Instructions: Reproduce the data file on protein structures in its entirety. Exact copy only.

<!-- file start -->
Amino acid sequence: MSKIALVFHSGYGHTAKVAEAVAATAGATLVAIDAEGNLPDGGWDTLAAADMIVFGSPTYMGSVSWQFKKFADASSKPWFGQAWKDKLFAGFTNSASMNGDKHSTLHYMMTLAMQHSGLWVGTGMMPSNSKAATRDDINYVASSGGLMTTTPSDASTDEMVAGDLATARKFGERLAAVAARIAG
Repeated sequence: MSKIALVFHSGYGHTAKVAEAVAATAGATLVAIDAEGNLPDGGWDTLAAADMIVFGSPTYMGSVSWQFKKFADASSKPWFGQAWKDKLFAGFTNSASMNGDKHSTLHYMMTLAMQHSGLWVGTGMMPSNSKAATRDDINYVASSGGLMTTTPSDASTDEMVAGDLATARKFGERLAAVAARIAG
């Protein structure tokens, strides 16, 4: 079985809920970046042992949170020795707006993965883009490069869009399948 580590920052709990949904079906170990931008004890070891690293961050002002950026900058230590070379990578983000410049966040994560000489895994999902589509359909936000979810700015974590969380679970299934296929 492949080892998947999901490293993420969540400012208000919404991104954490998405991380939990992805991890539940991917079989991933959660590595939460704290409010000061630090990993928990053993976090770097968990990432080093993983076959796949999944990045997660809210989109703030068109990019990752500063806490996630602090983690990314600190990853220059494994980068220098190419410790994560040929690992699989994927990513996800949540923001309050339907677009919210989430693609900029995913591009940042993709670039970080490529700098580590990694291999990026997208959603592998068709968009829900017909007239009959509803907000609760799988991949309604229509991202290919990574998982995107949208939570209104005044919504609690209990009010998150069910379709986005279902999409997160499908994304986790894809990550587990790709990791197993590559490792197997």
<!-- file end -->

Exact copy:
Amino acid sequence: MSKIALVFHSGYGHTAKVAEAVAATAGATLVAIDAEGNLPDGGWDTLAAADMIVFGSPTYMGSVSWQFKKFADASSKPWFGQAWKDKLFAGFTNSASMNGDKHSTLHYMMTLAMQHSGLWVGTGMMPSNSKAATRDDINYVASSGGLMTTTPSDASTDEMVAGDLATARKFGERLAAVAARIAG
Repeated sequence: MSKIALVFHSGYGHTAKVAEAVAATAGATLVAIDAEGNLPDGGWDTLAAADMIVFGSPTYMGSVSWQFKKFADASSKPWFGQAWKDKLFAGFTNSASMNGDKHSTLHYMMTLAMQHSGLWVGTGMMPSNSKAATRDDINYVASSGGLMTTTPSDASTDEMVAGDLATARKFGERLAAVAARIAG
């Protein structure tokens, strides 16, 4: 079985809920970046042992949170020795707006993965883009490069869009399948 580590920052709990949904079906170990931008004890070891690293961050002002950026900058230590070379990578983000410049966040994560000489895994999902589509359909936000979810700015974590969380679970299934296929 492949080892998947999901490293993420969540400012208000919404991104954490998405991380939990992805991890539940991917079989991933959660590595939460704290409010000061630090990993928990053993976090770097968990990432080093993983076959796949999944990045997660809210989109703030068109990019990752500063806490996630602090983690990314600190990853220059494994980068220098190419410790994560040929690992699989994927990513996800949540923001309050339907677009919210989430693609900029995913591009940042993709670039970080490529700098580590990694291999990026997208959603592998068709968009829900017909007239009959509803907000609760799988991949309604229509991202290919990574998982995107949208939570209104005044919504609690209990009010998150069910379709986005279902999409997160499908994304986790894809990550587990790709990791197993590559490792197997």